2-1 Some interacting natural planetary homeostasis mechanisms A generally accepted view is that the current climate of the Earth (and perhaps also other planets) is affected (or indeed dominated) by the amount of carbon dioxide (CO2) in the atmosphere, but the amounts of this gas and its associated climate-determining effects are normally held in balance over geological time-scales by various homeostatic mechanisms especially those afforded by seas. It is also believed that the sea on Earth has achieved an approximate constancy in dissolved inorganic and organic molecule concentrations by the operation of some form of further homeostasis control mechanism which has been in force over geological time. A further belief, however, is that we are currently passing through an unstable geological climatic period during which the various natural homeostasis mechanisms, including those which affect the sea, can be easily disturbed by the relative puny influences which humans are capable of. These influences are wide and varied and have included a major disruption of the planet Earth homeostasis/ protection ozone layer by chlorofluorocarbon emissions. This circumstance might conceivably act as a vivid demonstration of to what extent humans are endowed with the ability to trigger a major global scale ecological event including climate change disaster, by the perturbation of some primary planetary homeostasis mechanism.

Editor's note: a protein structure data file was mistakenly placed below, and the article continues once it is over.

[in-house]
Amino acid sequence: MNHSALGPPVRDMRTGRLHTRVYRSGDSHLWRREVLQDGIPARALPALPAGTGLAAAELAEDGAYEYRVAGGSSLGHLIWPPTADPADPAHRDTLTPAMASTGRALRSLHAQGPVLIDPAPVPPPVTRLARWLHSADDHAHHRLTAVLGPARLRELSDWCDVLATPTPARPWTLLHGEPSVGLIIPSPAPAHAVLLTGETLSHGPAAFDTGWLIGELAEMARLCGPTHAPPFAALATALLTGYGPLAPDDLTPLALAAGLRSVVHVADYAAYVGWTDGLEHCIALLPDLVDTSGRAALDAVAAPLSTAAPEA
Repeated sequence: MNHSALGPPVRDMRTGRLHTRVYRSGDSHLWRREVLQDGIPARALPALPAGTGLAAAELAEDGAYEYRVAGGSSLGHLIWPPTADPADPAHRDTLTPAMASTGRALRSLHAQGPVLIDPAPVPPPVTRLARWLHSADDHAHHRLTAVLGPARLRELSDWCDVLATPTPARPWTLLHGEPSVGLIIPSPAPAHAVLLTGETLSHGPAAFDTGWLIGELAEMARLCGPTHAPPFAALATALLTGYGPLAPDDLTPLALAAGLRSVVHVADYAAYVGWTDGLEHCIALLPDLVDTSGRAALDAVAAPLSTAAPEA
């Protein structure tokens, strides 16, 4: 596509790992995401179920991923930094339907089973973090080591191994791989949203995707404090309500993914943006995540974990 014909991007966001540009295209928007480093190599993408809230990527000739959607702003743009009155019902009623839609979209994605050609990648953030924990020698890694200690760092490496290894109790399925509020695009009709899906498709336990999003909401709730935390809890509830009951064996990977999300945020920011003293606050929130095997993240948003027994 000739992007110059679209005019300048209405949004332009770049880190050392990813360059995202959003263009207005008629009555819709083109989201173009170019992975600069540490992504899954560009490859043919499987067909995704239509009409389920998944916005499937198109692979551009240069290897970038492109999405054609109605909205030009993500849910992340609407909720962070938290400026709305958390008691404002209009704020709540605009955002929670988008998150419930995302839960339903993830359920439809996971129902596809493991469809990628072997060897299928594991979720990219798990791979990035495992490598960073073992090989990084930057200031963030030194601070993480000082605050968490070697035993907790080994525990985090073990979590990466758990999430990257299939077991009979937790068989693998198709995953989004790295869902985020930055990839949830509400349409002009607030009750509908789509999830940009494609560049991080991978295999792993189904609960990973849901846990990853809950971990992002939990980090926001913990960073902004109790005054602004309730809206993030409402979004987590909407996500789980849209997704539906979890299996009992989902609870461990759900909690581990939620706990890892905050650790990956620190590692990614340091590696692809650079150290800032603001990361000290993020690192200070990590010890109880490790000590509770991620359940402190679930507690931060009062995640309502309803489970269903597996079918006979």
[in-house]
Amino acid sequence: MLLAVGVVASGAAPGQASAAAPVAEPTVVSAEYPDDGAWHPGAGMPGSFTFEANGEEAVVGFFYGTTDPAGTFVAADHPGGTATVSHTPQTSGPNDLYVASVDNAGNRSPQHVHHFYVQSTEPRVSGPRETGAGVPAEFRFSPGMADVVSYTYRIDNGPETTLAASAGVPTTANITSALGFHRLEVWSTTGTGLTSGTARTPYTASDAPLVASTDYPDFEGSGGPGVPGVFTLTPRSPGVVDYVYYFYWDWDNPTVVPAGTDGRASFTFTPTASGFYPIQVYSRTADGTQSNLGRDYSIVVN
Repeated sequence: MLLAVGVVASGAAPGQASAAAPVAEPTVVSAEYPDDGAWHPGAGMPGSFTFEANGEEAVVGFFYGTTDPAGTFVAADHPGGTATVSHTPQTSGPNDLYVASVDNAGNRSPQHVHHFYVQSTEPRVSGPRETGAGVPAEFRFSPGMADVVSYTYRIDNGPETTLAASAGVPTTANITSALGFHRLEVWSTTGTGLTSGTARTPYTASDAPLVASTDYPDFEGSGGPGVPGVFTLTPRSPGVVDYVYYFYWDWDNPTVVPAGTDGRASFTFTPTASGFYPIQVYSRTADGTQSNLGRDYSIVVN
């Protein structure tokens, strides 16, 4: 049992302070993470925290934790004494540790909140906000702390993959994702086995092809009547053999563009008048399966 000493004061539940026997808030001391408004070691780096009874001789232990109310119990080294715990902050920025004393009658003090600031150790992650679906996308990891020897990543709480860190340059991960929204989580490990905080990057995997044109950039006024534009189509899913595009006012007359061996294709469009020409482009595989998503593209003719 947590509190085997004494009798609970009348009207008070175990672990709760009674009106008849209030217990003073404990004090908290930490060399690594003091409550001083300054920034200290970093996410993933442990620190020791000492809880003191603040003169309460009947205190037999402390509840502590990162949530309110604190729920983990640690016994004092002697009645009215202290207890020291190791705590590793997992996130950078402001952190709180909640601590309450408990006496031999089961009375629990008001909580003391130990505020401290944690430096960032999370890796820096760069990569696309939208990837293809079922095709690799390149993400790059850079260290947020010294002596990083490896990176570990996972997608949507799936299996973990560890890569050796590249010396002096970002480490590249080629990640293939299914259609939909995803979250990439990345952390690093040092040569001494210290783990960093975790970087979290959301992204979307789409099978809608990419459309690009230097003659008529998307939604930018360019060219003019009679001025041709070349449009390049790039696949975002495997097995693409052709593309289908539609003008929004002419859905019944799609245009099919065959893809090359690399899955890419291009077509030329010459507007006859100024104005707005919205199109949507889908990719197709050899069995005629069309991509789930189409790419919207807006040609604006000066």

Such human influences, it is now suggested, may include the alteration of the humic matter introduced into the rivers and the sea by agriculture. This possibility arises because the total biosphere humic matter pool forms the largest single type of organic carbon in the biosphere. Agriculture is now conducted on such a large scale that it inevitably must at least potentially disturb this humic matter pool of the terrestrial humic matter alone, which it should be noted, comprises ca. twice the amount of carbon to that which occurs in the atmosphere as CO2. It should also be noted that the current increase in global temperature seems to be causing an increased rate of degradation of terrestrial humic matter (including by bacteria) which injects CO2 into the atmosphere in amounts which greatly dwarf the fossil-fuelderived-CO2 produced at present or in the foreseeable future by humans.